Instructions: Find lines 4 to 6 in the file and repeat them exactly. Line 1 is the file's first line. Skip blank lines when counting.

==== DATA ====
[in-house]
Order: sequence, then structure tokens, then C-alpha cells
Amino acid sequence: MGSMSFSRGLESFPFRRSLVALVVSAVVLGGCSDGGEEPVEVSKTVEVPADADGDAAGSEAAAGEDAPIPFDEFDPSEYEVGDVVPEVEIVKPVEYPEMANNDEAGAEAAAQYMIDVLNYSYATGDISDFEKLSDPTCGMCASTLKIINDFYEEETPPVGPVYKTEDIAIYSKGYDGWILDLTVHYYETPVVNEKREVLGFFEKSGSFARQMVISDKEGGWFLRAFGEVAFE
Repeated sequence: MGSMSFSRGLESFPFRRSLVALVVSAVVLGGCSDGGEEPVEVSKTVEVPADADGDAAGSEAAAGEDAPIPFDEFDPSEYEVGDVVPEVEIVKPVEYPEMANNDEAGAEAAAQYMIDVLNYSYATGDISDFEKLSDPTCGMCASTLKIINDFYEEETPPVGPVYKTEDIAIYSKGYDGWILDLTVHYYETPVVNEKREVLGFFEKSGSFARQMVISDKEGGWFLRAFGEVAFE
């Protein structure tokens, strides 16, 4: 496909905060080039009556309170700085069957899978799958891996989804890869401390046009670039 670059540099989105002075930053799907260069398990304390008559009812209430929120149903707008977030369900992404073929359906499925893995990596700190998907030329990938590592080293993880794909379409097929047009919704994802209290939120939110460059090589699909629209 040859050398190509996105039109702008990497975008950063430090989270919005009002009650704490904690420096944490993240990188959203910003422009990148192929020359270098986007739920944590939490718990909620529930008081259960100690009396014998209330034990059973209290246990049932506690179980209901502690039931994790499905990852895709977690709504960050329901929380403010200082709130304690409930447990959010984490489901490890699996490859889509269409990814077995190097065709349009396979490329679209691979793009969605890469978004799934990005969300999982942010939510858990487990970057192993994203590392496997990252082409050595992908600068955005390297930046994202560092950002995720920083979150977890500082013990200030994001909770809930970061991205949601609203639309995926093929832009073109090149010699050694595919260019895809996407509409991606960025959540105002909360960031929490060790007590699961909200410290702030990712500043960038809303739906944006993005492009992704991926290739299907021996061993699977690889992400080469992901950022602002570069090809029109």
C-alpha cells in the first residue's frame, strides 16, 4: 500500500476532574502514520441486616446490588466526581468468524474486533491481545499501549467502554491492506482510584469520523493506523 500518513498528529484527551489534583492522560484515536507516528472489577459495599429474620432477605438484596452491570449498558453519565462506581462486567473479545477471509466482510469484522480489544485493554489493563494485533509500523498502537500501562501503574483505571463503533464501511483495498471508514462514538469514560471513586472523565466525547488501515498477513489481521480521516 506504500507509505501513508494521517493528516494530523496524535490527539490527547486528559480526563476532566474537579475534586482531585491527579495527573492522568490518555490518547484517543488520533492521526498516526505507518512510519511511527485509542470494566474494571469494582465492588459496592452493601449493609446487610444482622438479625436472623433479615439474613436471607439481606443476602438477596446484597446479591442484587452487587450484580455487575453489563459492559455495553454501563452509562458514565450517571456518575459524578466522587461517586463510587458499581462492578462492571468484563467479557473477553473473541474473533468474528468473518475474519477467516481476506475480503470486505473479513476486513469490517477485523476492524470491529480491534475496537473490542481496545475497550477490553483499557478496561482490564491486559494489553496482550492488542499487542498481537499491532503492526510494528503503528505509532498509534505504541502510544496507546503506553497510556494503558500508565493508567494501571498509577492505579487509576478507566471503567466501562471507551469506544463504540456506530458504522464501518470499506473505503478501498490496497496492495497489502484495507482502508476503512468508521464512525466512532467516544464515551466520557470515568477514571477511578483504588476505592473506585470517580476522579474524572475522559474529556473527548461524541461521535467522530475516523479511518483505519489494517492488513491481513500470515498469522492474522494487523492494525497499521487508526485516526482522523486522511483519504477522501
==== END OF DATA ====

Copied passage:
Repeated sequence: MGSMSFSRGLESFPFRRSLVALVVSAVVLGGCSDGGEEPVEVSKTVEVPADADGDAAGSEAAAGEDAPIPFDEFDPSEYEVGDVVPEVEIVKPVEYPEMANNDEAGAEAAAQYMIDVLNYSYATGDISDFEKLSDPTCGMCASTLKIINDFYEEETPPVGPVYKTEDIAIYSKGYDGWILDLTVHYYETPVVNEKREVLGFFEKSGSFARQMVISDKEGGWFLRAFGEVAFE
């Protein structure tokens, strides 16, 4: 496909905060080039009556309170700085069957899978799958891996989804890869401390046009670039 670059540099989105002075930053799907260069398990304390008559009812209430929120149903707008977030369900992404073929359906499925893995990596700190998907030329990938590592080293993880794909379409097929047009919704994802209290939120939110460059090589699909629209 040859050398190509996105039109702008990497975008950063430090989270919005009002009650704490904690420096944490993240990188959203910003422009990148192929020359270098986007739920944590939490718990909620529930008081259960100690009396014998209330034990059973209290246990049932506690179980209901502690039931994790499905990852895709977690709504960050329901929380403010200082709130304690409930447990959010984490489901490890699996490859889509269409990814077995190097065709349009396979490329679209691979793009969605890469978004799934990005969300999982942010939510858990487990970057192993994203590392496997990252082409050595992908600068955005390297930046994202560092950002995720920083979150977890500082013990200030994001909770809930970061991205949601609203639309995926093929832009073109090149010699050694595919260019895809996407509409991606960025959540105002909360960031929490060790007590699961909200410290702030990712500043960038809303739906944006993005492009992704991926290739299907021996061993699977690889992400080469992901950022602002570069090809029109």
C-alpha cells in the first residue's frame, strides 16, 4: 500500500476532574502514520441486616446490588466526581468468524474486533491481545499501549467502554491492506482510584469520523493506523 500518513498528529484527551489534583492522560484515536507516528472489577459495599429474620432477605438484596452491570449498558453519565462506581462486567473479545477471509466482510469484522480489544485493554489493563494485533509500523498502537500501562501503574483505571463503533464501511483495498471508514462514538469514560471513586472523565466525547488501515498477513489481521480521516 506504500507509505501513508494521517493528516494530523496524535490527539490527547486528559480526563476532566474537579475534586482531585491527579495527573492522568490518555490518547484517543488520533492521526498516526505507518512510519511511527485509542470494566474494571469494582465492588459496592452493601449493609446487610444482622438479625436472623433479615439474613436471607439481606443476602438477596446484597446479591442484587452487587450484580455487575453489563459492559455495553454501563452509562458514565450517571456518575459524578466522587461517586463510587458499581462492578462492571468484563467479557473477553473473541474473533468474528468473518475474519477467516481476506475480503470486505473479513476486513469490517477485523476492524470491529480491534475496537473490542481496545475497550477490553483499557478496561482490564491486559494489553496482550492488542499487542498481537499491532503492526510494528503503528505509532498509534505504541502510544496507546503506553497510556494503558500508565493508567494501571498509577492505579487509576478507566471503567466501562471507551469506544463504540456506530458504522464501518470499506473505503478501498490496497496492495497489502484495507482502508476503512468508521464512525466512532467516544464515551466520557470515568477514571477511578483504588476505592473506585470517580476522579474524572475522559474529556473527548461524541461521535467522530475516523479511518483505519489494517492488513491481513500470515498469522492474522494487523492494525497499521487508526485516526482522523486522511483519504477522501